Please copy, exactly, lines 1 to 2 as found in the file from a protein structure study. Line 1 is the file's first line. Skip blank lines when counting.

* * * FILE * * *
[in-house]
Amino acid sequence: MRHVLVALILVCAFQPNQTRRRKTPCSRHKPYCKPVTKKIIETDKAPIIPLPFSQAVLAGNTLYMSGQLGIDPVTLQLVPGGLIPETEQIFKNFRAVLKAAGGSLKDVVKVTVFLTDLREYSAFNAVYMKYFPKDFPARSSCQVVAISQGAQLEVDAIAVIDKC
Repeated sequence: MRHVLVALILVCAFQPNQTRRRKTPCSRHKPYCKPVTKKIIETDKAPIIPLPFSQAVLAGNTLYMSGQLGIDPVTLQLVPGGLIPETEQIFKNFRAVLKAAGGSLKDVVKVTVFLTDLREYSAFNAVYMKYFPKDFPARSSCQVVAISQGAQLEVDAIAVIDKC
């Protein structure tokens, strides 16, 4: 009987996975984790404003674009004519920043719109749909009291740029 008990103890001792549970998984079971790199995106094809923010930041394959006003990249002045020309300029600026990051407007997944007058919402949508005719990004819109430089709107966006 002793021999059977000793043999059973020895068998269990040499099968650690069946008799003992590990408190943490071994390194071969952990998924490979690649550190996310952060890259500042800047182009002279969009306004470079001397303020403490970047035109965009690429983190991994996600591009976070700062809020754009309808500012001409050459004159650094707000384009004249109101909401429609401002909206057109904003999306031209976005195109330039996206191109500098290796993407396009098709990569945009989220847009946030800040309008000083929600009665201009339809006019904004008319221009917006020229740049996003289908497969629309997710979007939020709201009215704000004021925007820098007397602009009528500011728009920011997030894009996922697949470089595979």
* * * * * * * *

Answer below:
[in-house]
Amino acid sequence: MRHVLVALILVCAFQPNQTRRRKTPCSRHKPYCKPVTKKIIETDKAPIIPLPFSQAVLAGNTLYMSGQLGIDPVTLQLVPGGLIPETEQIFKNFRAVLKAAGGSLKDVVKVTVFLTDLREYSAFNAVYMKYFPKDFPARSSCQVVAISQGAQLEVDAIAVIDKC